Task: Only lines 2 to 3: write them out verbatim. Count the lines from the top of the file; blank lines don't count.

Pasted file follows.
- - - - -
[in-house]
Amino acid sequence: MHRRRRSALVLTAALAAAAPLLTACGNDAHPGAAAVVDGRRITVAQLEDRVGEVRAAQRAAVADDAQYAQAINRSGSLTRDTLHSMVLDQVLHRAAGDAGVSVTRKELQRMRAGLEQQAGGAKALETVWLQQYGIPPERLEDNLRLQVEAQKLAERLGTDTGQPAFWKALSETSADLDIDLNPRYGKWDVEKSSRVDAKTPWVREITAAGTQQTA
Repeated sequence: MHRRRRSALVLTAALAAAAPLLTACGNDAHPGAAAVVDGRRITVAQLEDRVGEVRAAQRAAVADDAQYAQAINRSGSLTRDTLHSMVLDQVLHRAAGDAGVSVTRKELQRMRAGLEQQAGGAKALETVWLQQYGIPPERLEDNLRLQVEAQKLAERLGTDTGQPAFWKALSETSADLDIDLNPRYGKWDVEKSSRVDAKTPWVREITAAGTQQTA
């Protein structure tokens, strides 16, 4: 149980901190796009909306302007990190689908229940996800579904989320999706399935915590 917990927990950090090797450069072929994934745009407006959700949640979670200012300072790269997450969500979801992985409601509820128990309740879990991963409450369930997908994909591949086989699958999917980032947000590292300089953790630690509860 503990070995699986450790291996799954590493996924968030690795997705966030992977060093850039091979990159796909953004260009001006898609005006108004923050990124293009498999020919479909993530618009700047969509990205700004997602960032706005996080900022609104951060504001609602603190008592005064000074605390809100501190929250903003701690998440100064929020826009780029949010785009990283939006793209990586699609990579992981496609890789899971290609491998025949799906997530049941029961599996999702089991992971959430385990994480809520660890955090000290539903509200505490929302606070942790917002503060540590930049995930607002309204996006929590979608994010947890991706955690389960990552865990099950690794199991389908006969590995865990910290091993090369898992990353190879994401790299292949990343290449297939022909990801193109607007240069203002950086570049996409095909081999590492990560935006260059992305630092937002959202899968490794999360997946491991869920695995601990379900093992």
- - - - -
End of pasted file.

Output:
Amino acid sequence: MHRRRRSALVLTAALAAAAPLLTACGNDAHPGAAAVVDGRRITVAQLEDRVGEVRAAQRAAVADDAQYAQAINRSGSLTRDTLHSMVLDQVLHRAAGDAGVSVTRKELQRMRAGLEQQAGGAKALETVWLQQYGIPPERLEDNLRLQVEAQKLAERLGTDTGQPAFWKALSETSADLDIDLNPRYGKWDVEKSSRVDAKTPWVREITAAGTQQTA
Repeated sequence: MHRRRRSALVLTAALAAAAPLLTACGNDAHPGAAAVVDGRRITVAQLEDRVGEVRAAQRAAVADDAQYAQAINRSGSLTRDTLHSMVLDQVLHRAAGDAGVSVTRKELQRMRAGLEQQAGGAKALETVWLQQYGIPPERLEDNLRLQVEAQKLAERLGTDTGQPAFWKALSETSADLDIDLNPRYGKWDVEKSSRVDAKTPWVREITAAGTQQTA